Why we love this list
Victorians throw out thousands of tonnes (and dollars worth) of food every year. Sustainability Victoria have come up with a video campaign – the Love-a-list Challenge – to highlight how much of our bins contain avoidable food waste, but how do you make that phrase engaging? Like any behaviour change, it takes a number of different approaches to get the message across and call the audience to action.
Let’s identify some of the behavioural science behind the Love-a-list Challenge.
The ‘Like’ factor
Cal Wilson, much-loved comedian and TV host, presents the video in her own charming and quirky style. She’s cheeky enough to ask the probing questions about what we throw out (and why), but funny enough that we don’t mind. She’s not trying to make us angry or ashamed, and not judging us – she’s onside and one of us.
We love a challenge
When a behaviour is pitched as a contest (even if we’re competing against ourselves and our habits), it becomes much more edgy and immediate. Add a deadline and a video diary to share thoughts, successes and ups and downs, and it becomes a true story where we want to know the ending.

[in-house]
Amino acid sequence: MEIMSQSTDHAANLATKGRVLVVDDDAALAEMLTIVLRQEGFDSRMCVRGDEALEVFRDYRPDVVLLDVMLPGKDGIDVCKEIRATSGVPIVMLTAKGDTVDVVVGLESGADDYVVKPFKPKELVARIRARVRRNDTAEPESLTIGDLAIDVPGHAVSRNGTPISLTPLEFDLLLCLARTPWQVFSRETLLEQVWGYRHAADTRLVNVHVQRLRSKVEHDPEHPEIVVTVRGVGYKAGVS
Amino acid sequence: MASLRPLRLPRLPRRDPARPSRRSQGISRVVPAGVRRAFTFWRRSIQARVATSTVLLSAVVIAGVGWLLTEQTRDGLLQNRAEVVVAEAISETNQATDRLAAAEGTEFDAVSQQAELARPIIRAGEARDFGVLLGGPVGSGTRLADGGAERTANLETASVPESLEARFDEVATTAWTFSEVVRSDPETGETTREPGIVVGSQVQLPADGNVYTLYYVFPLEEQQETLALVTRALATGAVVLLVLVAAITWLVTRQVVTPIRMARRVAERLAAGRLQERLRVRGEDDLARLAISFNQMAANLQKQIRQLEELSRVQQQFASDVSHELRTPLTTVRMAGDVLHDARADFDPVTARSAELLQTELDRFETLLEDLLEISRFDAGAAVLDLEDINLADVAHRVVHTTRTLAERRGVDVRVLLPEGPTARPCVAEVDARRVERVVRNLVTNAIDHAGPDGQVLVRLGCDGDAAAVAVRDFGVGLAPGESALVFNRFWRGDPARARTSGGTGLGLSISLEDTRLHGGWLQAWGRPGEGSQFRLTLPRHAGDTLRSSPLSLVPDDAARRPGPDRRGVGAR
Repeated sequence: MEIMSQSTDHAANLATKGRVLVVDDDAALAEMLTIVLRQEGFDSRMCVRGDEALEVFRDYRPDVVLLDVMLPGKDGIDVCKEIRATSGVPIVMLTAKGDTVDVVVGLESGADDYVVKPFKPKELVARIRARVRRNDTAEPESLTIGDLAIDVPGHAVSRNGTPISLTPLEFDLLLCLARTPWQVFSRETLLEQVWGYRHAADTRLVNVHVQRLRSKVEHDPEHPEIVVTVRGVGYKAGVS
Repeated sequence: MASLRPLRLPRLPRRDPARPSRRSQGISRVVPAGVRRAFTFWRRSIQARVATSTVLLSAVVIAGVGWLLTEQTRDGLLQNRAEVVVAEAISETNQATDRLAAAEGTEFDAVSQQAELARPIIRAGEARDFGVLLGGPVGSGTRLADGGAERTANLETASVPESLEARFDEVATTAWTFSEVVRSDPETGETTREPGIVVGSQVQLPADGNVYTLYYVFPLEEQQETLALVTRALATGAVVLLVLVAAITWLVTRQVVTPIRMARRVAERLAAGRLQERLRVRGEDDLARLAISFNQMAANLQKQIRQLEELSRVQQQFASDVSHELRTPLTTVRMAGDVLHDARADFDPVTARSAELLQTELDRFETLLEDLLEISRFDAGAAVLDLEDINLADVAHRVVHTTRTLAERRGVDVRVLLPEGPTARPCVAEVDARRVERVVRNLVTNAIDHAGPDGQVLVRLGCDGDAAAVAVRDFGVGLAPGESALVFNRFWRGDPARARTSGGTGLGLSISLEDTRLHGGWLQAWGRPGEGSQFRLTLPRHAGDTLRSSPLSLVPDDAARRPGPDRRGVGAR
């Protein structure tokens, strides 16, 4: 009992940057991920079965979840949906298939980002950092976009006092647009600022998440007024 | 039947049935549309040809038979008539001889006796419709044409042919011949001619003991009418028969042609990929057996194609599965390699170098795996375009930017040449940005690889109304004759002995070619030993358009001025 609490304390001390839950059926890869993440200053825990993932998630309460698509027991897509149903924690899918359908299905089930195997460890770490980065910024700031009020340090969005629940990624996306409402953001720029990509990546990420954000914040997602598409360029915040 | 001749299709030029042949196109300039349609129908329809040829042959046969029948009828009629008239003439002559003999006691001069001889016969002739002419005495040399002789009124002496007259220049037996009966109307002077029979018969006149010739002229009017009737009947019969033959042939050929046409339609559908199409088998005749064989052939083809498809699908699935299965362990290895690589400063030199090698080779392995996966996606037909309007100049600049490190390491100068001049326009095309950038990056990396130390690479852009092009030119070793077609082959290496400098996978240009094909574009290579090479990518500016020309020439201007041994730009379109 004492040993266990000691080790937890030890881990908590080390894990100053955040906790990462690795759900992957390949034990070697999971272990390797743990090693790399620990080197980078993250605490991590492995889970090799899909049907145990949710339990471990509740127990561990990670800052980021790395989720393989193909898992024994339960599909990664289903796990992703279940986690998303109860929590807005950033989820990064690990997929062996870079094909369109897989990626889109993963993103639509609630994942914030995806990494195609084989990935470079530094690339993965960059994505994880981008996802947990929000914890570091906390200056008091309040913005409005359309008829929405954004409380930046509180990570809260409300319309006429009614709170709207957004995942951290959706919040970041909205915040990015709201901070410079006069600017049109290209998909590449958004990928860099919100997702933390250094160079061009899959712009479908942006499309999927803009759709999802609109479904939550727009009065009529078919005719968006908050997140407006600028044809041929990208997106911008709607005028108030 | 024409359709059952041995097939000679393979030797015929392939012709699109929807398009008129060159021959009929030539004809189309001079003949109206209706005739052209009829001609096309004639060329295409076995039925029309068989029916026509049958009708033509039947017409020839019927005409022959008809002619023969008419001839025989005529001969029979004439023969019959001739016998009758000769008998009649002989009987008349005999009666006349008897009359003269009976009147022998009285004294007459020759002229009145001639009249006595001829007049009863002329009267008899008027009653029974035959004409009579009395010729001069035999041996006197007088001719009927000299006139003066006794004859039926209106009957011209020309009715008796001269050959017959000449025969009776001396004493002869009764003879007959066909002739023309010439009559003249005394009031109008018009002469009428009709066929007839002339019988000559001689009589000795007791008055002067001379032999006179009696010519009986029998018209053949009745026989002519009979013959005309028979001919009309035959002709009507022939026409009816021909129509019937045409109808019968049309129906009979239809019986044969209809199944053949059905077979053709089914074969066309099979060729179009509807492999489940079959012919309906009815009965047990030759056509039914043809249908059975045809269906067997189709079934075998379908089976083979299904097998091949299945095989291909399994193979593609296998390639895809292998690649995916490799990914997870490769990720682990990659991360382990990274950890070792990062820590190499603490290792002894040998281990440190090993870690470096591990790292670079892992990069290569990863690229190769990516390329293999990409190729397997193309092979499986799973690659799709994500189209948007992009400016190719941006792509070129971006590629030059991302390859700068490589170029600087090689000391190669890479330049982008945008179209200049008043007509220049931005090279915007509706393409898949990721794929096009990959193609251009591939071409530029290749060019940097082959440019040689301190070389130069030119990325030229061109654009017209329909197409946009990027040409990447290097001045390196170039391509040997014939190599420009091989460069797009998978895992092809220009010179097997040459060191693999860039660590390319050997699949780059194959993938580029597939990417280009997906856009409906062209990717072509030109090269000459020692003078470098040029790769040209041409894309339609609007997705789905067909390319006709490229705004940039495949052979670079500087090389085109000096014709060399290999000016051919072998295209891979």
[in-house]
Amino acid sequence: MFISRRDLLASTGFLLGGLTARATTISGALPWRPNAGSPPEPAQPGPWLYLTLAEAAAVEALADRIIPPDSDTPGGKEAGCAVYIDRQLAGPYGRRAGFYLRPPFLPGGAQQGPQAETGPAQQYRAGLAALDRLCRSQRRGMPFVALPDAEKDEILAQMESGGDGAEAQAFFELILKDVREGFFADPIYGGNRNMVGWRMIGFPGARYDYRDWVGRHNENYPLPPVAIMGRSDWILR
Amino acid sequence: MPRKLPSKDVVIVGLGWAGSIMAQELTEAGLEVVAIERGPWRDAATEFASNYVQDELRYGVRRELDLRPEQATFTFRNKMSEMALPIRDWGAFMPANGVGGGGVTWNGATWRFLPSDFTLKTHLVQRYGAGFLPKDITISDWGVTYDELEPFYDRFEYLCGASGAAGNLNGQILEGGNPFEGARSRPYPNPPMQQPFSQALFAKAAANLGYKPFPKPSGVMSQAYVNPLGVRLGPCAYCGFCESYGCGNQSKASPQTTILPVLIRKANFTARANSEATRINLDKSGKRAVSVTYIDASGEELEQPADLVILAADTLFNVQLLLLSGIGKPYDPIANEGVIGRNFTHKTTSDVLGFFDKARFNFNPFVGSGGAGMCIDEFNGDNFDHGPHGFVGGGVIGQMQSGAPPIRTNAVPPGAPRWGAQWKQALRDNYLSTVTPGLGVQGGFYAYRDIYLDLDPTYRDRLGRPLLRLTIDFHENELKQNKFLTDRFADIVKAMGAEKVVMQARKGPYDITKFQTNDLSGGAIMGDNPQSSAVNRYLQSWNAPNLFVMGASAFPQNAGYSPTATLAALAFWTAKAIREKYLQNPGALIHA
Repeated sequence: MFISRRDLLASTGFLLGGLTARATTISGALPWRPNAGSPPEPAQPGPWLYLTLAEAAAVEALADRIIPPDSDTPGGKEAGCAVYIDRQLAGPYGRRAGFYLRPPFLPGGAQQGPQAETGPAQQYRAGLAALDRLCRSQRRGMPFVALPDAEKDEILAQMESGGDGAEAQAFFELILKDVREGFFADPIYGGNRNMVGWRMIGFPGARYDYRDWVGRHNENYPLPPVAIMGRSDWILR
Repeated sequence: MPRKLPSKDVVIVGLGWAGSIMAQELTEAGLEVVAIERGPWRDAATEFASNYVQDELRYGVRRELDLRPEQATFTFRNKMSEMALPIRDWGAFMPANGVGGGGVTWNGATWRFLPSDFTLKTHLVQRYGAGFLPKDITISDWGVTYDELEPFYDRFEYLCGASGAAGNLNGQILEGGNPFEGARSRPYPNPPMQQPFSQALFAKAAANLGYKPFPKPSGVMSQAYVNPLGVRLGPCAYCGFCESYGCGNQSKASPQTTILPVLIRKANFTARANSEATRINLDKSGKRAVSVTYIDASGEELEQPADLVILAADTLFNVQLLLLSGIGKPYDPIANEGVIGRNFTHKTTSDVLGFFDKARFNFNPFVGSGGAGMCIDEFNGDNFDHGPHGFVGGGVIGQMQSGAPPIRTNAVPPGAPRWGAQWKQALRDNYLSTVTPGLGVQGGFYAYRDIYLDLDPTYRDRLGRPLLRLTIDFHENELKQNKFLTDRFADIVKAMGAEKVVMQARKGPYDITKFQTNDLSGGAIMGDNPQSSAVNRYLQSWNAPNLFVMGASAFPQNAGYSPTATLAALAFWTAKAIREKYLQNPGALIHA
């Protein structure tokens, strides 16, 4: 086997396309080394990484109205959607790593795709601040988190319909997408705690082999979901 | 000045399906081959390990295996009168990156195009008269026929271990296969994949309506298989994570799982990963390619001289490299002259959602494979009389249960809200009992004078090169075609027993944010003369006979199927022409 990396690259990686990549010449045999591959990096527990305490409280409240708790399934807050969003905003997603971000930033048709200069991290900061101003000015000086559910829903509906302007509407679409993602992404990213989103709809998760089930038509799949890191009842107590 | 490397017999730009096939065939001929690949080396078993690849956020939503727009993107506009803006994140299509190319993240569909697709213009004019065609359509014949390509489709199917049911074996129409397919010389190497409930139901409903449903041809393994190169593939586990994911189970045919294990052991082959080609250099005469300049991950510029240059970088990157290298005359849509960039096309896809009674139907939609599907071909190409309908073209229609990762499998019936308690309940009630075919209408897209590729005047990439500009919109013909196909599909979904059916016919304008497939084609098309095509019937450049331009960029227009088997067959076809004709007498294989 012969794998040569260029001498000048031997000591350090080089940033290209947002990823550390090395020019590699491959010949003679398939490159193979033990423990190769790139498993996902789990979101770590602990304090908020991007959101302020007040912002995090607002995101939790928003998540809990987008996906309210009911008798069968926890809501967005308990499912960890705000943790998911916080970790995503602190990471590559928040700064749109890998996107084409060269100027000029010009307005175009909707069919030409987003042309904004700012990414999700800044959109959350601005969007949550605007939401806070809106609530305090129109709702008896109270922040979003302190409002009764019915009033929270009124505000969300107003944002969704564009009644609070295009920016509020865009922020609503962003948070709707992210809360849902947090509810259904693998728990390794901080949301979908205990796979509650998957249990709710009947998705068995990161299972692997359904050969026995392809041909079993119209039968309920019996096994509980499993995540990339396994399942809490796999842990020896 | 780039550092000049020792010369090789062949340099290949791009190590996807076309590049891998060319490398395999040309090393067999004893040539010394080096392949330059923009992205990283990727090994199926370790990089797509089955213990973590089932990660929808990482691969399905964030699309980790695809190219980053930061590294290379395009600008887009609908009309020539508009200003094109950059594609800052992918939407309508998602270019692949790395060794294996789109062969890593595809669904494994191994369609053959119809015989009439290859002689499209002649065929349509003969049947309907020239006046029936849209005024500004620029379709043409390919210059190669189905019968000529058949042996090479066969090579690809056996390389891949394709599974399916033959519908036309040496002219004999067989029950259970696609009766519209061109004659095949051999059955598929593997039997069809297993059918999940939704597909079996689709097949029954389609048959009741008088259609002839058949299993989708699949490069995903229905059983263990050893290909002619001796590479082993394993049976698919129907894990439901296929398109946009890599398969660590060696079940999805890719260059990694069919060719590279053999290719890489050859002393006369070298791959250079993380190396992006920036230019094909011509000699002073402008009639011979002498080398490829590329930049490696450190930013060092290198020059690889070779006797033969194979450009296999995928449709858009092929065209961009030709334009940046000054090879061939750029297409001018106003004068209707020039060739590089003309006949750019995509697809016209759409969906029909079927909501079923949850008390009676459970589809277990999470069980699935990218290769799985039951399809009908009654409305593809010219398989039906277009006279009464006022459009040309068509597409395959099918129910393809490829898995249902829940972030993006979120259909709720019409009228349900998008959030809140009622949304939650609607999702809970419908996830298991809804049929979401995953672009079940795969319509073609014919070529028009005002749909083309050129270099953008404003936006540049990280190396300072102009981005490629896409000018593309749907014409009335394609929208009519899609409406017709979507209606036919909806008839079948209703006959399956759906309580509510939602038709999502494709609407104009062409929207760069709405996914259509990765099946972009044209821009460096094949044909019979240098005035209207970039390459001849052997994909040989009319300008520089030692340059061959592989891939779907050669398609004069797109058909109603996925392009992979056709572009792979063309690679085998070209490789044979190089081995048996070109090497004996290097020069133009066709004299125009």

Three families are chosen as part of the challenge (to reduce their household waste over 4 weeks). They’re not living like millionaires or off-grid in a tent, they’re relatable and appealing because they live like many of us do. The mums see other mums, the dads other dads, and we begin to believe that if they can do this, we can too.
Keep it simple
Being specific about the target behaviour – making a shopping list – gives the overall message a clear focus. While there are plenty of good reasons to plan ahead (planning is a key predictor of behaviour), it’s that one behaviour change that is set up, repeated and emphasised throughout.
We like doing good things for others as well as ourselves. Telling people they can save the planet, save time and save money appeals to different mindsets without any contradictions or trade-offs at all.
While there are many rational reasons to change the way we make decisions (I understand chocolate is high in calories), the truth is we are more often driven by emotions than logic (but I loooooove chocolate). The emotional ‘hook’ that gets us into the story of these families is that we like them and want to see them achieve something. It doesn’t just make sense, it makes us feel something.
Campaigns like this bring together science and creativity to create audience engagement. Simply telling people about a problem doesn’t prompt action to fix it – it takes a range of skills and disciplines to carry the message and hopefully, bring about real change.